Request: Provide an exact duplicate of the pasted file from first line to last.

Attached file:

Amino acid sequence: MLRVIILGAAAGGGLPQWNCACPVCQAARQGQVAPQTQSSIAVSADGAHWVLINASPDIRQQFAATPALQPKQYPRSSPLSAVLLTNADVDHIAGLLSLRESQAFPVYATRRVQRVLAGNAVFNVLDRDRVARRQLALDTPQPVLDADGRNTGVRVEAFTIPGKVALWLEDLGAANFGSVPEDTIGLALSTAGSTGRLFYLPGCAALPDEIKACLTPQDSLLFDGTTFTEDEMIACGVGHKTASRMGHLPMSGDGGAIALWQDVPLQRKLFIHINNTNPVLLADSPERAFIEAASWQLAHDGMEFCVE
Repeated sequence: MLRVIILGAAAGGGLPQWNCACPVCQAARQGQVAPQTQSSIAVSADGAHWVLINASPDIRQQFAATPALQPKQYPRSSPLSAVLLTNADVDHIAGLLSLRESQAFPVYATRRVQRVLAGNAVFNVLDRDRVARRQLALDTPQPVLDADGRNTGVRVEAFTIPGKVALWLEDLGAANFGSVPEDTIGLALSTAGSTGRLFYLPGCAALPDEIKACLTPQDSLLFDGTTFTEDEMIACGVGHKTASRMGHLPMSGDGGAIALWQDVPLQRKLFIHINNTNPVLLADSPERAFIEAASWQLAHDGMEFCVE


Amino acid sequence: MLRVIILGAAAGGGLPQWNCACPVCQAARQGQVAPQTQSSIAVSADGAHWVLINASPDIRQQFAATPALQPKQYPRSSPLSAVLLTNADVDHIAGLLSLRESQAFPVYATRRVQRVLAGNAVFNVLDRDRVARRQLALDTPQPVLDADGRNTGVRVEAFTIPGKVALWLEDLGAANFGSVPEDTIGLALSTAGSTGRLFYLPGCAALPDEIKACLTPQDSLLFDGTTFTEDEMIACGVGHKTASRMGHLPMSGDGGAIALWQDVPLQRKLFIHINNTNPVLLADSPERAFIEAASWQLAHDGMEFCVE
Repeated sequence: MLRVIILGAAAGGGLPQWNCACPVCQAARQGQVAPQTQSSIAVSADGAHWVLINASPDIRQQFAATPALQPKQYPRSSPLSAVLLTNADVDHIAGLLSLRESQAFPVYATRRVQRVLAGNAVFNVLDRDRVARRQLALDTPQPVLDADGRNTGVRVEAFTIPGKVALWLEDLGAANFGSVPEDTIGLALSTAGSTGRLFYLPGCAALPDEIKACLTPQDSLLFDGTTFTEDEMIACGVGHKTASRMGHLPMSGDGGAIALWQDVPLQRKLFIHINNTNPVLLADSPERAFIEAASWQLAHDGMEFCVE